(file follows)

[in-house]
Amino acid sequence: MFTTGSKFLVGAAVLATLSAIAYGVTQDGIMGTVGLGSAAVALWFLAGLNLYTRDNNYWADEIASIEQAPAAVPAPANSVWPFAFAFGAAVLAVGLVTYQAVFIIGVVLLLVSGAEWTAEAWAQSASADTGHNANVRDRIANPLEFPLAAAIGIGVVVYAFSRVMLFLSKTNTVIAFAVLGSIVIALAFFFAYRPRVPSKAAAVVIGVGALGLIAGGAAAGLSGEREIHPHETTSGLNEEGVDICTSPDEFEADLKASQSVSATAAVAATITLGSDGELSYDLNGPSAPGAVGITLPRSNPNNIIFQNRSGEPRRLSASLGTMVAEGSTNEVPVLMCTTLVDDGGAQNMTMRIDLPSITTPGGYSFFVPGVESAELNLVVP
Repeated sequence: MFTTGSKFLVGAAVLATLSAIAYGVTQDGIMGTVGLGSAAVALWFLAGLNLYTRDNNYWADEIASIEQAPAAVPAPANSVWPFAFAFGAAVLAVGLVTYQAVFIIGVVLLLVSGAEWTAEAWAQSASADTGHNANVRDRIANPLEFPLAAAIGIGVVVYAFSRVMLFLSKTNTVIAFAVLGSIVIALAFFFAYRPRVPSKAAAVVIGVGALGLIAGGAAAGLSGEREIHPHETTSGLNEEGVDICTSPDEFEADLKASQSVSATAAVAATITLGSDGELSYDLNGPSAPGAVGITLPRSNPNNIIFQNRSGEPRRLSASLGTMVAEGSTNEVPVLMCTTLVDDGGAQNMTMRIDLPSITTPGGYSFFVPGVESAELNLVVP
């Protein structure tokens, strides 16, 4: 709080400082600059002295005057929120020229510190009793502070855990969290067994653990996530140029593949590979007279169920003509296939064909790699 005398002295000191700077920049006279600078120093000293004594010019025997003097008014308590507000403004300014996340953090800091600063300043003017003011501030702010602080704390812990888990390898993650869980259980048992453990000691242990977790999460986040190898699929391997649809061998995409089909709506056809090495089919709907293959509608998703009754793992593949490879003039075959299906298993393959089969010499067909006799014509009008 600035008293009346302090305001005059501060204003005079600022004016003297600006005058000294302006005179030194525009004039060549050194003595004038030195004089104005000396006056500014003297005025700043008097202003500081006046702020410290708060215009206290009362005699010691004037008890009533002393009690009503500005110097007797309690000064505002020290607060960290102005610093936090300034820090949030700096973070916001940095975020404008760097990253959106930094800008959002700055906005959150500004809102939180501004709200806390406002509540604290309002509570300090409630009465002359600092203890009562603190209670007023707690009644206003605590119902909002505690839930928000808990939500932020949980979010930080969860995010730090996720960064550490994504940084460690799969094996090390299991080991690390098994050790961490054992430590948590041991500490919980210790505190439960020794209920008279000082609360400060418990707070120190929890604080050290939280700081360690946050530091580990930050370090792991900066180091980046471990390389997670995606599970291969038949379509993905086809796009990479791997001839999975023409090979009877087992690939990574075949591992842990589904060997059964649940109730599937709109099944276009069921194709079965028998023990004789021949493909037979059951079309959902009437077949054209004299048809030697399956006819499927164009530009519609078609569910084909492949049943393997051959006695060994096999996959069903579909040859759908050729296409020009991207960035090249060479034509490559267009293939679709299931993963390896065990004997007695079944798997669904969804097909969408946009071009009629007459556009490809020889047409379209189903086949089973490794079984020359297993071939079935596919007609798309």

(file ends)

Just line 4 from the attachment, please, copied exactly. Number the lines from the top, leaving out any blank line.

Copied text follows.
């Protein structure tokens, strides 16, 4: 709080400082600059002295005057929120020229510190009793502070855990969290067994653990996530140029593949590979007279169920003509296939064909790699 005398002295000191700077920049006279600078120093000293004594010019025997003097008014308590507000403004300014996340953090800091600063300043003017003011501030702010602080704390812990888990390898993650869980259980048992453990000691242990977790999460986040190898699929391997649809061998995409089909709506056809090495089919709907293959509608998703009754793992593949490879003039075959299906298993393959089969010499067909006799014509009008 600035008293009346302090305001005059501060204003005079600022004016003297600006005058000294302006005179030194525009004039060549050194003595004038030195004089104005000396006056500014003297005025700043008097202003500081006046702020410290708060215009206290009362005699010691004037008890009533002393009690009503500005110097007797309690000064505002020290607060960290102005610093936090300034820090949030700096973070916001940095975020404008760097990253959106930094800008959002700055906005959150500004809102939180501004709200806390406002509540604290309002509570300090409630009465002359600092203890009562603190209670007023707690009644206003605590119902909002505690839930928000808990939500932020949980979010930080969860995010730090996720960064550490994504940084460690799969094996090390299991080991690390098994050790961490054992430590948590041991500490919980210790505190439960020794209920008279000082609360400060418990707070120190929890604080050290939280700081360690946050530091580990930050370090792991900066180091980046471990390389997670995606599970291969038949379509993905086809796009990479791997001839999975023409090979009877087992690939990574075949591992842990589904060997059964649940109730599937709109099944276009069921194709079965028998023990004789021949493909037979059951079309959902009437077949054209004299048809030697399956006819499927164009530009519609078609569910084909492949049943393997051959006695060994096999996959069903579909040859759908050729296409020009991207960035090249060479034509490559267009293939679709299931993963390896065990004997007695079944798997669904969804097909969408946009071009009629007459556009490809020889047409379209189903086949089973490794079984020359297993071939079935596919007609798309």